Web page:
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Beeswax wrap workshop helps protect reef

Beeswax wrap workshop train
LMAC beeswax wrap workshops are proving an effective way to help raise awareness about the need to protect the Great Barrier Reef.

Beeswax wraps have become a symbol for the reduction of single use plastic in the Bundaberg Region with Train-the-Trainers workshops now offered to community groups.

The Burnett Local Marine Advisory Committee (LMAC) has effectively used beeswax wrap workshops to increase community awareness about the need to care for the reef and its related catchment areas, and how simple measures to reduce dependency on plastic can make a difference to the environment.

Beeswax wraps are easy to make and can be used to wrap sandwiches or cover food in the refrigerator, disposing with the need to use plastic clingwrap.

The workshops have gathered great support from the region’s schools since being introduced in September 2019, and the LMAC’s next event, a free Train-the-Trainer Beeswax Wrap Workshop, is aimed at drawing community groups and organisations to the cause.

LMAC chair Sue Sargent said past workshops with schoolteachers had proved successful in sharing the art and purpose of making beeswax wraps and the organisation hoped the inclusion of community groups would draw a similar response.

“The approach we have taken is that our volunteers can’t possibly teach everyone in the community how to make the beeswax wraps, it would take too long,” Sue said.

“Instead, we’ve been able to reach a significant section of the community by having teachers spread the knowledge, and we hope that community groups and organisations, who are leaders in the community, can do the same.”

Sue said the Train-the-Trainers workshop would also include schoolteachers who had nominated for past workshops but were unable to be included due to participant numbers being limited.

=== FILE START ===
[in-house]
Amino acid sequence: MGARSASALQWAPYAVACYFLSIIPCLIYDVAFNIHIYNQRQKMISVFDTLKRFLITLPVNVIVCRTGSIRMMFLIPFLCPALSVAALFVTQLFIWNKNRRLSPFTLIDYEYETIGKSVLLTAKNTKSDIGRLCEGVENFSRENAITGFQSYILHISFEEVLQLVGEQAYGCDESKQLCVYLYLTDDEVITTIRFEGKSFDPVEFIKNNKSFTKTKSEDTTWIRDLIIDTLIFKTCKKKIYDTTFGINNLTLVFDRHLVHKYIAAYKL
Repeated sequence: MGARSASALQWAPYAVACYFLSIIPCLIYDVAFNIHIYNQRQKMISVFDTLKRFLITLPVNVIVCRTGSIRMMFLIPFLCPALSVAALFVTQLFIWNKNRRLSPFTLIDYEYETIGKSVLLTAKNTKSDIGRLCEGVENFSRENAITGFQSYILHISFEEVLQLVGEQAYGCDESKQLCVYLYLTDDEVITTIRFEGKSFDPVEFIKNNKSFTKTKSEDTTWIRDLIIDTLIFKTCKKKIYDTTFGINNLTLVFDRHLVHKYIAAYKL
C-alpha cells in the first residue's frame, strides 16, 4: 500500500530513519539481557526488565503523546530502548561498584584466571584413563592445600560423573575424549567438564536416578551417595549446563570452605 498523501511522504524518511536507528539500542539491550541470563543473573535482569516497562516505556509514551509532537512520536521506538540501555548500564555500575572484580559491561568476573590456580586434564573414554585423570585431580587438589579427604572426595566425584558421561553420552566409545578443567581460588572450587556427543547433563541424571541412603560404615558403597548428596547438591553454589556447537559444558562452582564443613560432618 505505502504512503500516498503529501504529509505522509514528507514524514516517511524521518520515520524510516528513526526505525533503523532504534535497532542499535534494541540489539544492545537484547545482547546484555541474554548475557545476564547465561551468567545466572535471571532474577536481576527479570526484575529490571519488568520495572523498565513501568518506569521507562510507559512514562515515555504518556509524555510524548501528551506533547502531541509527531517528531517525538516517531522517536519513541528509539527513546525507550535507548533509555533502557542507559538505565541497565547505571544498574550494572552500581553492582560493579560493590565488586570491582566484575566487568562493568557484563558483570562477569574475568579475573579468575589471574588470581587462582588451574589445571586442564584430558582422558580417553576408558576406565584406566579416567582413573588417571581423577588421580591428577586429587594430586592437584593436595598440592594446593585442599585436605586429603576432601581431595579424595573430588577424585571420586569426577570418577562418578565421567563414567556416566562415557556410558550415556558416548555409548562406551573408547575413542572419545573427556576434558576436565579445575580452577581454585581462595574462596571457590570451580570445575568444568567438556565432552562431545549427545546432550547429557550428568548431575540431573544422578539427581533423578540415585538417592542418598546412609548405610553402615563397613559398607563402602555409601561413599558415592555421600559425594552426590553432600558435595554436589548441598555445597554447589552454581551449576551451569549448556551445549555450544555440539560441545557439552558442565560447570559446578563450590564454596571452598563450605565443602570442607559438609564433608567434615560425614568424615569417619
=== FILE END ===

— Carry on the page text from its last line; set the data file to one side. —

Numbers are limited to two participants per organisation who will be presented with a free kit to enable them to run their own workshops within their respective groups.

Sue said there are good reasons to switch to the use of beeswax wraps as a replacement for plastic clingwrap:

  • A beeswax wrap is made from materials you can feel good about – beeswax, jojoba or coconut oil, tree resin, and 100 per cent cotton
  • It is reusable, just wash it with gentle soap and cool water, and air dry
  • It is biodegradable, once your beeswax wrap wears out, cut it into strips to compost it

The Train-the-Trainer Beeswax Wraps Workshop is being hosted at Kepnock State High School, Kepnock Road, Bundaberg, with morning tea and all materials provided.

The first 30 organisations that are new to the LMAC beeswax wrap workshops can receive a free set of materials (fabric, wax, and resin) to make 30 beeswax wraps.

For more information email Sue Sargent at burnettlmac@gmail.com.

The LessisMore4GBR project is funded by the partnership between the Australian Government’s Reef Trust and the Great Barrier Reef Foundation.

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